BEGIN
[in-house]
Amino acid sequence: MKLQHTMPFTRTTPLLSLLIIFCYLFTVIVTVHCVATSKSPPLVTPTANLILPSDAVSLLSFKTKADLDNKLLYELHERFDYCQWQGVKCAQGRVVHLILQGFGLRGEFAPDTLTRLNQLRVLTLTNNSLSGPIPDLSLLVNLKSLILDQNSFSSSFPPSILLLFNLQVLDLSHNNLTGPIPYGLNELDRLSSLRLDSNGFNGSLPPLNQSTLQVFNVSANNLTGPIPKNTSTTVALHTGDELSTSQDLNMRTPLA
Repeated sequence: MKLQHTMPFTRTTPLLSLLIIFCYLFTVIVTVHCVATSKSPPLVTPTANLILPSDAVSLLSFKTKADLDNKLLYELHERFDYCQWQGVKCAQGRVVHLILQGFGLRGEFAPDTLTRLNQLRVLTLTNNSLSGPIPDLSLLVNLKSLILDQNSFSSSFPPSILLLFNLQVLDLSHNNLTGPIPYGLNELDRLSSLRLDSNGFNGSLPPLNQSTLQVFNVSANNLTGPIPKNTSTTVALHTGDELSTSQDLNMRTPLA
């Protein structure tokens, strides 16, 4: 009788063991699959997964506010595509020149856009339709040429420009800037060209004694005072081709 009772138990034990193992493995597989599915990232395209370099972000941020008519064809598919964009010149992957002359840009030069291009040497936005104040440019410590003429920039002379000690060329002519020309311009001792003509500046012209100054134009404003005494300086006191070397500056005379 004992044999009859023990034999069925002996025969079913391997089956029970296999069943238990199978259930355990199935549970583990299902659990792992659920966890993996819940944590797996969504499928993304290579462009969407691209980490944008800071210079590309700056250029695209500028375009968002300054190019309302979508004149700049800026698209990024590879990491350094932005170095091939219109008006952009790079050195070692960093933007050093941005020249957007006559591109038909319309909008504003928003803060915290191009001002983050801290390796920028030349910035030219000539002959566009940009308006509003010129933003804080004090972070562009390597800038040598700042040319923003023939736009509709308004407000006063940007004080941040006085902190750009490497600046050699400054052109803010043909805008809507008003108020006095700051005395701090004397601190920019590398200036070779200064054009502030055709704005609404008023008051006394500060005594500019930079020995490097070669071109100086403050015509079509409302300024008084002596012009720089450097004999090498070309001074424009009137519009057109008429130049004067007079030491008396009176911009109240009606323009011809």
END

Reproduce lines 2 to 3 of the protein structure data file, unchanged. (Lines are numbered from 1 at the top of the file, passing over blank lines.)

Amino acid sequence: MKLQHTMPFTRTTPLLSLLIIFCYLFTVIVTVHCVATSKSPPLVTPTANLILPSDAVSLLSFKTKADLDNKLLYELHERFDYCQWQGVKCAQGRVVHLILQGFGLRGEFAPDTLTRLNQLRVLTLTNNSLSGPIPDLSLLVNLKSLILDQNSFSSSFPPSILLLFNLQVLDLSHNNLTGPIPYGLNELDRLSSLRLDSNGFNGSLPPLNQSTLQVFNVSANNLTGPIPKNTSTTVALHTGDELSTSQDLNMRTPLA
Repeated sequence: MKLQHTMPFTRTTPLLSLLIIFCYLFTVIVTVHCVATSKSPPLVTPTANLILPSDAVSLLSFKTKADLDNKLLYELHERFDYCQWQGVKCAQGRVVHLILQGFGLRGEFAPDTLTRLNQLRVLTLTNNSLSGPIPDLSLLVNLKSLILDQNSFSSSFPPSILLLFNLQVLDLSHNNLTGPIPYGLNELDRLSSLRLDSNGFNGSLPPLNQSTLQVFNVSANNLTGPIPKNTSTTVALHTGDELSTSQDLNMRTPLA